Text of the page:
Senate Reaches Agreement on Russian RD-180 Engines
Sen. Bill Nelson (D-FL) brokered an agreement among Senators who have been at sharp odds over how to transition U.S. rocket launches away from reliance on Russian RD-180 engines to a new American-made engine. The Nelson amendment passed the Senate this morning by voice vote as part of the FY2017 National Defense Authorization Act (NDAA). The NDAA itself then passed the Senate by a vote of 85-13.
In brief, the compromise sets December 31, 2022 as the end date for awarding contracts to the United Launch Alliance (ULA) for Atlas V launches of national security satellites that would use RD-180 engines. It also limits to 18 the number of RD-180s that can be used between the date that the FY2017 NDAA is signed into law (enacted) and that end date.
Sen. Nelson's office provided SpacePolicyOnline.com with a copy of the amendment as passed.
The amendment that passed originated as one written by Nelson and Sen. Cory Gardner (R-CO), that was then modified by one from Sen. John McCain (R-AZ). McCain chairs the Senate Armed Services Committee (SASC) and has been the strongest voice for limiting the number of RD-180s to half that approved by this compromise and for a 2019 cut-off date.
The issue has pitted McCain and SASC against Sen. Richard Shelby (R-AL) and Sen. Dick Durbin (D-IL) of the Senate Appropriations Committee, creating a schism between the Senate committees that authorize DOD activities (SASC) and pay for them (Appropriations).
Durbin praised Nelson for being the "bridge over troubled waters" who was able to find a compromise between the starkly different positions.
The Nelson amendment also settles a related issue. The version of the FY2017 NDAA that emerged from SASC (S. 2943, S. Rept. 114- 255) would have prevented the Air Force from awarding launch contracts to bidders that use rocket engines from Russia, basically making ULA's Atlas V ineligible for future contracts. The defense appropriations bill approved by the Senate Appropriations Committee (S. 3000, S. Rept. 114-263) conversely said that awards could be made to any certified provider regardless of the rocket engine's country of origin. The compromise states that contracts may be awarded to any certified launch service provider, but Russian engines may be used only for launches in the phase 1(a) and phase 2 Evolved Expendable Launch Vehicle (EELV) procurements. Phase 2 runs through 2022. (The Government Accountability Office has a useful report that explains the EELV procurement strategy and its different phases.)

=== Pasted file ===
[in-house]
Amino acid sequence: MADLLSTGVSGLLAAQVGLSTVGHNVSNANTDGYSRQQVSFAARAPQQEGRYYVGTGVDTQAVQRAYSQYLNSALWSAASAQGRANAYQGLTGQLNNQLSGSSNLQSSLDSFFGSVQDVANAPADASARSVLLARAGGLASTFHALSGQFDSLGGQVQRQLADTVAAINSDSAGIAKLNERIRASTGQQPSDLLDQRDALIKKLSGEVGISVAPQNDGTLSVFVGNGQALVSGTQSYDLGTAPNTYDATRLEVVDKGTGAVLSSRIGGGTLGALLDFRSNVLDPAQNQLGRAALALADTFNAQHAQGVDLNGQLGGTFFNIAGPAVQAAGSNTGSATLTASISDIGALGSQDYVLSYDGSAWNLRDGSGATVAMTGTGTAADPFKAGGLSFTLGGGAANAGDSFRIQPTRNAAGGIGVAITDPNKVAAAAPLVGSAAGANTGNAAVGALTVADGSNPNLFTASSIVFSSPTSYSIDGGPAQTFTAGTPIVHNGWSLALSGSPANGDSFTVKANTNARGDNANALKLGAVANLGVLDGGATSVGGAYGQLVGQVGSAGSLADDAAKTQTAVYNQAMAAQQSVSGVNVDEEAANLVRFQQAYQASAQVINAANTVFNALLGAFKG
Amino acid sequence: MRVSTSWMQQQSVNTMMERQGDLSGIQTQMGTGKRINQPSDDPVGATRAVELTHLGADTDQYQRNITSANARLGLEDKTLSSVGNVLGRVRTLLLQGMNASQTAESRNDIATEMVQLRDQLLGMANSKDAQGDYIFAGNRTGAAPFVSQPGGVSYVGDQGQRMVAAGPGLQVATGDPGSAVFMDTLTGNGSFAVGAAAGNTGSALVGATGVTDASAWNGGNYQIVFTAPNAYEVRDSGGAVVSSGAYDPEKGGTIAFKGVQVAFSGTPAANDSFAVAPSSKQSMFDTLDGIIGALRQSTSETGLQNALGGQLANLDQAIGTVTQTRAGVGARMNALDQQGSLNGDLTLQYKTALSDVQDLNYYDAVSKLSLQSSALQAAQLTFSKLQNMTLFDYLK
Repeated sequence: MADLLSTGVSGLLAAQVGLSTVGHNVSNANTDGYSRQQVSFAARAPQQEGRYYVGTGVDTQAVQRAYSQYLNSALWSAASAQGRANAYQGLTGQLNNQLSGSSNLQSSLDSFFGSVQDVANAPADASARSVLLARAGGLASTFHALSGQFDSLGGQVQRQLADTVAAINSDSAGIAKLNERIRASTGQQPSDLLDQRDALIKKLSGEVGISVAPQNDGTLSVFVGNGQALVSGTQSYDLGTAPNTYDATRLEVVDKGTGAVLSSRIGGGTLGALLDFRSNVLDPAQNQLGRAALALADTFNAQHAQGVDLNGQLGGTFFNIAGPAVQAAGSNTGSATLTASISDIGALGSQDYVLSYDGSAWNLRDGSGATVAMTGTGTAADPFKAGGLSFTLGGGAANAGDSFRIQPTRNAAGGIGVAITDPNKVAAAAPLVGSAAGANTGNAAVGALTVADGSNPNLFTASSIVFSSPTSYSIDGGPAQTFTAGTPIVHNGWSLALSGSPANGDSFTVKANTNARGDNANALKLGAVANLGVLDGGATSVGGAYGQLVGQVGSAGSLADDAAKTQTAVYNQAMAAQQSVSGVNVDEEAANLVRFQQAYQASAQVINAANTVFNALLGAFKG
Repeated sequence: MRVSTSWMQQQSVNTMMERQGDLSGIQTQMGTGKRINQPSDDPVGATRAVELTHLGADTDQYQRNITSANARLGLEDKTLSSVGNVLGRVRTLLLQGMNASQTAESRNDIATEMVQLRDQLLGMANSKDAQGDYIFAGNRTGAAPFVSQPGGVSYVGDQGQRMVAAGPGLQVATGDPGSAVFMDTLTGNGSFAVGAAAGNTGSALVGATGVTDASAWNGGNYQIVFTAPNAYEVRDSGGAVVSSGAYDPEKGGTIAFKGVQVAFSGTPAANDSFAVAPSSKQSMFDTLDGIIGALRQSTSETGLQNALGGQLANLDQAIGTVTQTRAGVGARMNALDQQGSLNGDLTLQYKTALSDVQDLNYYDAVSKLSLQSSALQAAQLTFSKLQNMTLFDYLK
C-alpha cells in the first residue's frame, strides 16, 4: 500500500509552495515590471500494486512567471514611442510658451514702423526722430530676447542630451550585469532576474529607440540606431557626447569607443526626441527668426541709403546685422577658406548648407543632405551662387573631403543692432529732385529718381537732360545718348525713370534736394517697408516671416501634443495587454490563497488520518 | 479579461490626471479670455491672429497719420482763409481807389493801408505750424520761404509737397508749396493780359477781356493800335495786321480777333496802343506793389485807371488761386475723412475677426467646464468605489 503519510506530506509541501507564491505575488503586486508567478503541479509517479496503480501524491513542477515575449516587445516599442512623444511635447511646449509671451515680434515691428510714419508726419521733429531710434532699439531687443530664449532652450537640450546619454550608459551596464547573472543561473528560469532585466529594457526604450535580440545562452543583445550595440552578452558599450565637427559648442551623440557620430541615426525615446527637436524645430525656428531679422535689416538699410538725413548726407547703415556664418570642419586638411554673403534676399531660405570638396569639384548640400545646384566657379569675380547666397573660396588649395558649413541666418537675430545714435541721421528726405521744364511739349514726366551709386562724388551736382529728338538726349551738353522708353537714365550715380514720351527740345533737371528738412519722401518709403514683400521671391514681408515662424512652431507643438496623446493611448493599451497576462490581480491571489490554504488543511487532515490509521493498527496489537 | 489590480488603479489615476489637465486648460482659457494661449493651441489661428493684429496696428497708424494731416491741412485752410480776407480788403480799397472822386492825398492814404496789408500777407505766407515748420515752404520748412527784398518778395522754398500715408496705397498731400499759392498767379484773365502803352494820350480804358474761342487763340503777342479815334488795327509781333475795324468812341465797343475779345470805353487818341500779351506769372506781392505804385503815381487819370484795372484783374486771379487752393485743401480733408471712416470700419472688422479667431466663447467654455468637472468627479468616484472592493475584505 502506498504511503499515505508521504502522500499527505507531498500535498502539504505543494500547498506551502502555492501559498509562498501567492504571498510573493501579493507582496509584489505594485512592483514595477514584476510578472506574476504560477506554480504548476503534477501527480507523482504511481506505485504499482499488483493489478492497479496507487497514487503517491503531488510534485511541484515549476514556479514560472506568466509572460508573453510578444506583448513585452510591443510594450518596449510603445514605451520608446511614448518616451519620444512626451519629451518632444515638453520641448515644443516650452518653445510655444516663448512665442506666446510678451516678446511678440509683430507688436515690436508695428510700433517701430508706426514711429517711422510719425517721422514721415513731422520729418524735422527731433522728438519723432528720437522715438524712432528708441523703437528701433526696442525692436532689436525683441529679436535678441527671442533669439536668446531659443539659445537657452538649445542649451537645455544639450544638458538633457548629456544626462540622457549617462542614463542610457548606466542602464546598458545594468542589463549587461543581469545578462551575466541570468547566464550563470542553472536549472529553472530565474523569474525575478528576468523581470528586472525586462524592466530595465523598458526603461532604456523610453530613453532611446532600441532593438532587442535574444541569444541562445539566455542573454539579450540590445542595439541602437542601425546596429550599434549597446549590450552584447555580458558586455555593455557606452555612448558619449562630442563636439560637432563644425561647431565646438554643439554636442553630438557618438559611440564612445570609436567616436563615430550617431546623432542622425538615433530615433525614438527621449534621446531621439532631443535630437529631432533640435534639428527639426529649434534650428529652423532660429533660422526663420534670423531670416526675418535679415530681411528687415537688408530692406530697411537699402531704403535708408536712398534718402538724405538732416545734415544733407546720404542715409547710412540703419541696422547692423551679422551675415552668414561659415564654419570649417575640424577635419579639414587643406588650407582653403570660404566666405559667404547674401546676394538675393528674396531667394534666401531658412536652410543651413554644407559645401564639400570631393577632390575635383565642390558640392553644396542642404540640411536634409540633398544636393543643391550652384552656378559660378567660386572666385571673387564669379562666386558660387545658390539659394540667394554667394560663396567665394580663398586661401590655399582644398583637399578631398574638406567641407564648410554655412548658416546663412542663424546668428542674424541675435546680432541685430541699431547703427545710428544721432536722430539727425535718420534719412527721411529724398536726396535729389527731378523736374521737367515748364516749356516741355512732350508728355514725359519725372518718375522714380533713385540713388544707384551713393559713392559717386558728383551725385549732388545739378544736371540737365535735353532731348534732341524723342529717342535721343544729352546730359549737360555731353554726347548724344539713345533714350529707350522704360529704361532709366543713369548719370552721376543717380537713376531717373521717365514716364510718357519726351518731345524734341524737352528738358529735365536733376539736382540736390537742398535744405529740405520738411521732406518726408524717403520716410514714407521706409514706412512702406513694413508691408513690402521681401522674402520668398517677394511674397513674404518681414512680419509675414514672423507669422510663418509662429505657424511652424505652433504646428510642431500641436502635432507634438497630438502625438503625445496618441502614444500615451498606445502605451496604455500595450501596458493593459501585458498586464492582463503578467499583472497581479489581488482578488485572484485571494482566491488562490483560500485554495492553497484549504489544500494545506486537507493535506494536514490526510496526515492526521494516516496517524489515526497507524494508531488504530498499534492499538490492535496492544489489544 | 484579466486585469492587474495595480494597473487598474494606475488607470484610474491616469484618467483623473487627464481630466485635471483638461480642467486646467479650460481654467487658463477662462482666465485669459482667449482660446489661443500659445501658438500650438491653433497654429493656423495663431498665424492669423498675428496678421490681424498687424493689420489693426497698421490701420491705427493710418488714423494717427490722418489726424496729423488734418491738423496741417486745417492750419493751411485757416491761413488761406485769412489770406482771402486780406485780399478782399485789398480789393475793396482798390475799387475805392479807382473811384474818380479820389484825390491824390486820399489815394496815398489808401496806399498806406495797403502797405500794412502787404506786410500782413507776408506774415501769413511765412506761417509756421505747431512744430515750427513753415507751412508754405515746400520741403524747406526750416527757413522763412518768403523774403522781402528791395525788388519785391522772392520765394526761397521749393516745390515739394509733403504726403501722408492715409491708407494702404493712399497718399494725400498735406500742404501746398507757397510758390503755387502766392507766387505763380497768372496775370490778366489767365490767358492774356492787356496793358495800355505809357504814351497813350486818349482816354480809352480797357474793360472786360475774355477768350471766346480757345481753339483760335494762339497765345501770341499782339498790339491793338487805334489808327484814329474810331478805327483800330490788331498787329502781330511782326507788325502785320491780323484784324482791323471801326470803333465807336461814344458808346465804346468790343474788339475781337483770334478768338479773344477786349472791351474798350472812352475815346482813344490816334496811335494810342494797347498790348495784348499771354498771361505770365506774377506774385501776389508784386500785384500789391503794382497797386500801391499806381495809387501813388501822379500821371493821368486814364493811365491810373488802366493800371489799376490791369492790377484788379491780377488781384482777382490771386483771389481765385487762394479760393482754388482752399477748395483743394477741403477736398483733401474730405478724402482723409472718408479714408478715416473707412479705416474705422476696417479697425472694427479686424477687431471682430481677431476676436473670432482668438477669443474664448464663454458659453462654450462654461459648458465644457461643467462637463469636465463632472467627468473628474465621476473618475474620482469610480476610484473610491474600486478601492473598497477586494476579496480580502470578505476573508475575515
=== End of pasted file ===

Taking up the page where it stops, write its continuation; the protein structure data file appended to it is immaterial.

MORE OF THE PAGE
The amendment does not specify RD-180s, but instead bounds the use of Russian rocket engines generally for national security launches. ULA is currently the only company that offers national security launch services using rockets powered by Russian engines, but the language would apply to any company offering such services. Orbital ATK, for example, uses Russian RD-181 engines for its Antares rocket, which launches cargo spacecraft for NASA to the International Space Station. If it were to bid for EELV launches, it presumably would be subject to these limits.
Also, although the cut-off date of December 31, 2022 is for awarding contracts, the limit on the number of engines -- 18 -- refers to how many may be "used" between the date the law is enacted and that date.
The House passed its version of the NDAA last month. It permits 18 engines and allows any certified provider to win launch contracts. The two chambers must reach agreement on the NDAA overall, but while there are still some differences on this issue, it appears to be close to resolution.
Note: This article has been updated and clarified to say that December 31, 2022 is the date through which contracts may be awarded regardless of the rocket engine's country of origin, rather than the date by which they must be used.
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